The inconsistency of such indifference has not escaped Professor Robert Manne, who stated to the ABC: “It seems to me the strangest thing. We have Anzac Day as April the 25th 1915 is remembered; the Armenians have April the 24th 1915 astheir day of mourning, which they take to be the beginning of the genocide. The two events not only coincided in territory and in time, but thereis quite a lot of evidence that the genocide was pushed on because ofthe Dardanelle campaign of the Anglo-French forces in which theAustralians were involved.
So despite the fact that the things happened at the same time and inthe same place more or less, and they were even kind of connectedwith a causal link, I looked through book after book about Gallipoli,and there's no end of books that Australians have written about it,and virtually none of them mention it for more than a passingparagraphs or a couple of lines”.
Yet as Professor Manne states, the evidence linking the two events, seems to be incontrovertible: “[T]here are some contemporary historians, there's awonderful Turkish historian, Tanner Akcam, who think that when theGallipoli campaign began, or when the Dardanelles were first bombedby the Anglo-French in March 1915, that was the final moment ofreckoning, and that the Turkish regime, which was run by two or threeyoung Turks were the dominant figures, they set upon and decided on asystematic extermination of the Armenians, saying that at this momentof crisis, where Constantinople might fall, we can't afford to have asubversive minority within our country.
So, the Dardanelle campaign and the Gallipoli landings pushed on andmaybe not exactly caused, but at least triggered the final eventsthat led to the genocide…. My point is how strange it is that the event that'sreally by far the most important historical event in the nationalimaginary in Australia, which is the Gallipoli campaign, ourhistorians have never thought to ask the obvious questions about theconnection between the two events, or even to comment on the factthat the two events took place at the same time.Apart from the poet Les Murray, I've not come across an Australianwriter who's really thought imaginatively about the connection of thetwo events in whatever they've written.”
The causal link between the two events is further cemented when one considers that just twenty days after the Gallipoli landing, on 14 May 1914, Talaat Pasha, a member of the ruling Young Turk triumvirate ordered the forcible evacuation of all Greek settlements on the Dardenelles as far as Kyssos and the re-settlement of the region with Muslim refugees from the Balkans: “For political reasons it is urgently necessary that the Greek inhabitants of the coast of Asia Minor are forced to abandon their villages… If they refuse to move… please give oral instructions to Muslim brothers how to force the Greeks to remove themselves ‘voluntarily’ by any means possible. In that case, don’t forget to obtain confirmations from them that they are abandoning their homes of their own free will.”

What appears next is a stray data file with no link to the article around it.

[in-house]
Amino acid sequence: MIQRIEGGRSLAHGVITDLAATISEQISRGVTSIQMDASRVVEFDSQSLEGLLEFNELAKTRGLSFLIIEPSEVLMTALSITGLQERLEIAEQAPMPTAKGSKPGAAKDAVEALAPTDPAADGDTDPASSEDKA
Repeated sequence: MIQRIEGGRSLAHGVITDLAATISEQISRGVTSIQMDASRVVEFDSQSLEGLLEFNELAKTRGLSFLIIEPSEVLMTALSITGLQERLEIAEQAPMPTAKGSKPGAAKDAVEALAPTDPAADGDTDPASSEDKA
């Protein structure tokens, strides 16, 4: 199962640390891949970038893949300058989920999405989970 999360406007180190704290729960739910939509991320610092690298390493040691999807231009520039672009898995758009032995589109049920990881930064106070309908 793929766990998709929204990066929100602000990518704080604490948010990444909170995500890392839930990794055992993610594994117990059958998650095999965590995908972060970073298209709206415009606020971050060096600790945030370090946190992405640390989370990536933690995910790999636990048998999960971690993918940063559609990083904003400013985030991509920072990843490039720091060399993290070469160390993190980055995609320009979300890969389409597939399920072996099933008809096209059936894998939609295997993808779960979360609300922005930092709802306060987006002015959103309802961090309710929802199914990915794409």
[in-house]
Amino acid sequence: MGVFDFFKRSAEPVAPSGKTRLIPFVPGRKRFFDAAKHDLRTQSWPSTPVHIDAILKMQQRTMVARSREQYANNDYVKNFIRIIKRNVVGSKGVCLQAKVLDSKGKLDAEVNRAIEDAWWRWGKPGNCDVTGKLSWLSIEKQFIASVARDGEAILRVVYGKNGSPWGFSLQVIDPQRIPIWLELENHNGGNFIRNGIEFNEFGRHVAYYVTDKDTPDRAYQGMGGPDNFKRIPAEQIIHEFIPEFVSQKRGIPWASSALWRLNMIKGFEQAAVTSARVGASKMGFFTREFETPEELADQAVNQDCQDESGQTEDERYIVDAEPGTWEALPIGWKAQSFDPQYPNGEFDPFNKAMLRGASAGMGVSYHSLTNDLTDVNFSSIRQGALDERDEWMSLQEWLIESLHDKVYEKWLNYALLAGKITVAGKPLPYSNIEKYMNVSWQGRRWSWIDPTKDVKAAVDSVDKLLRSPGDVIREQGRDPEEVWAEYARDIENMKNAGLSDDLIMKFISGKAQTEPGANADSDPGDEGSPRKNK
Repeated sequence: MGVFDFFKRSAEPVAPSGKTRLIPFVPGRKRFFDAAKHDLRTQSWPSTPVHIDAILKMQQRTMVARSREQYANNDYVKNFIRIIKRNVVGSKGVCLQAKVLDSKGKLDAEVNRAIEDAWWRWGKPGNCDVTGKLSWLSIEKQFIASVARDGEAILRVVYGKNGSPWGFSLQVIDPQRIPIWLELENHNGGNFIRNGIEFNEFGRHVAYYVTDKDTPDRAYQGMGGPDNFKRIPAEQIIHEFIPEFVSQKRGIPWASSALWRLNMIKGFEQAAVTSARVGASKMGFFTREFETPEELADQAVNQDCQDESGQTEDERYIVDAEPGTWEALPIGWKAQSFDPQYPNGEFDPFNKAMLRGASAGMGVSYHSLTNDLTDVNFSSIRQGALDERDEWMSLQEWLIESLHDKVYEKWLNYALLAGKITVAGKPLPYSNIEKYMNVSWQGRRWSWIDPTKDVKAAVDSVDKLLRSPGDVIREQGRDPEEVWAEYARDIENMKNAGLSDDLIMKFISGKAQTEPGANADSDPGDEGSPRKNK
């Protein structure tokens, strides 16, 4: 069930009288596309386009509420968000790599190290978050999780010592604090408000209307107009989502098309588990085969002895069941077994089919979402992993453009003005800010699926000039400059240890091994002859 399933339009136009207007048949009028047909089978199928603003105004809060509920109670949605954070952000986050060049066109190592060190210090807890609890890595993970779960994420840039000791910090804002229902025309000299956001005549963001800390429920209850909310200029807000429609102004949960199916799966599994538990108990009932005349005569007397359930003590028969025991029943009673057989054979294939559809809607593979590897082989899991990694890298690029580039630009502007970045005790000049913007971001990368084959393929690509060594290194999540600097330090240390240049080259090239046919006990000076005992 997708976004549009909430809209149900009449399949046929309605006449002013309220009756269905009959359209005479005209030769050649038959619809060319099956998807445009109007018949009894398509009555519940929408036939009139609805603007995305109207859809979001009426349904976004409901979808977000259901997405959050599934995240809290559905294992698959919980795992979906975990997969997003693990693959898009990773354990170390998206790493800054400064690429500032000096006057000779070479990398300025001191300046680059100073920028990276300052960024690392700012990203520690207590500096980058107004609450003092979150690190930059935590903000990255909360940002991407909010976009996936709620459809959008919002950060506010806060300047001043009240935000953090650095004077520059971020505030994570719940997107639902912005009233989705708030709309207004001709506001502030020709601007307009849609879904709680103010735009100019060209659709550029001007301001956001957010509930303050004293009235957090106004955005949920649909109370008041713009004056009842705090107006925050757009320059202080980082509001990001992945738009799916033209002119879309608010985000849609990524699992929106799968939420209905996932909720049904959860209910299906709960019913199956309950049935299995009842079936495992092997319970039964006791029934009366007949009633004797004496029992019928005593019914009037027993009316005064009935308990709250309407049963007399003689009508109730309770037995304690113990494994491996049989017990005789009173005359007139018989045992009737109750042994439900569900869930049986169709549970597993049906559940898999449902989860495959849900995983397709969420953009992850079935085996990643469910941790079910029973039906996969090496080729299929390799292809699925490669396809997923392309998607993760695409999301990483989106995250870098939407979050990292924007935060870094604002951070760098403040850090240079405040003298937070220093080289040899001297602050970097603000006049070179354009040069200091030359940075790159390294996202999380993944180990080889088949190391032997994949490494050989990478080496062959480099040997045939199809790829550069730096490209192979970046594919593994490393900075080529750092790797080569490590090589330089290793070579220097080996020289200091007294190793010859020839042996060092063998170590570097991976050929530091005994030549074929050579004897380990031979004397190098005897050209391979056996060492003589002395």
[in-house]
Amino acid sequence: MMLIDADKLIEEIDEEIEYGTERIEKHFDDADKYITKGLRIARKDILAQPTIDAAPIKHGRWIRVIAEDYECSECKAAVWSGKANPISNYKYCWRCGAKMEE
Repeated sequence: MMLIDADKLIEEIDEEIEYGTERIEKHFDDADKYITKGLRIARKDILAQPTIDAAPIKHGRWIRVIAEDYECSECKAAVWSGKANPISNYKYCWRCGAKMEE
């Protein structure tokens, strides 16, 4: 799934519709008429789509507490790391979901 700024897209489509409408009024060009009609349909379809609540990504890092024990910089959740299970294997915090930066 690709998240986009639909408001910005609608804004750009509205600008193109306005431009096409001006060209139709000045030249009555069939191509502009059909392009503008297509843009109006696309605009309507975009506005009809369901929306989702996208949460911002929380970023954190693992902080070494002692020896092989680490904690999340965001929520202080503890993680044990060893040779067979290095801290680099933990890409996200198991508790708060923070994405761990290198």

Consequently, in May and June 1914, there were massacres of Greeks in Erythrae and Phocaea in Ionia, while in Pergamon on 27 May 1914, the Greeks were given just two hours to leave the city. This ethnic cleansing, along with the simultaneous massacres of Armenians and those of the Assyrians in inaccessible areas such as the mountains of Hakkari, were widely reported by diplomatic personnel and missionaries. U.S Ambassador Morgenthau, who had the ear of the Young Turk Pashas and was also privy to their boasting about what they would do to the Christians in their realm, was one of the first to link ethnic cleansing with the Gallipoli landings in his memoirs. Arnold Toynbee, who worked for the British secret service wrote as early as 1915: “The scheme was nothing less than the extirmination of the whole Christian population within the Ottoman borders…”
As always, there was no mention of the millions of innocent Christian victims of bungled western policy in this year’s ANZAC Day commemoration. Nor was there any mention of the thousands of Greeks who assisted and nursed wounded Australian soldiers from Gallipoli on the island of Lemnos. Homage instead, was paid to that ‘honourable enemy army’ that, upon German instruction, cleansed the coastline of its Christian inhabitants in order to better defend it against the ANZACS and who, as the campaign dragged on, engaged in their wholesale slaughter.
But then again, Gallipoli was never about justice, or historical fact. It is a national myth within the confines of which other people, especially vicitms of its aftermath who may sully the noble pure page of its epic with their blood, have absolutely no place. In the words of Robert Manne:
“… I think always Gallipoli has been tied up with identity andalmost never been really connected to a kind of interest in thehistory of the First World War, let alone an interest in the OttomanEmpire. And so it's not really pessimism so much as kind of trying toidentify the difference between history and myth, that I think it'llnever become a matter of great interest in Australia, except perhapsfor some intellectuals…. The historians that move time and again backto Gallipoli, I think, are driven by the interests of myth. Even ifthey want to revise the story, what they're doing is revising themyth. But they're not really interested in the kind of overallhistorical questions that are connected to it.”
Rest in peace, our slaughtered ancestral lambs. In the going down of the sun and in the morning, we will carry on your names. LEST WE FORGET.


First published in NKEE on 30 April 2007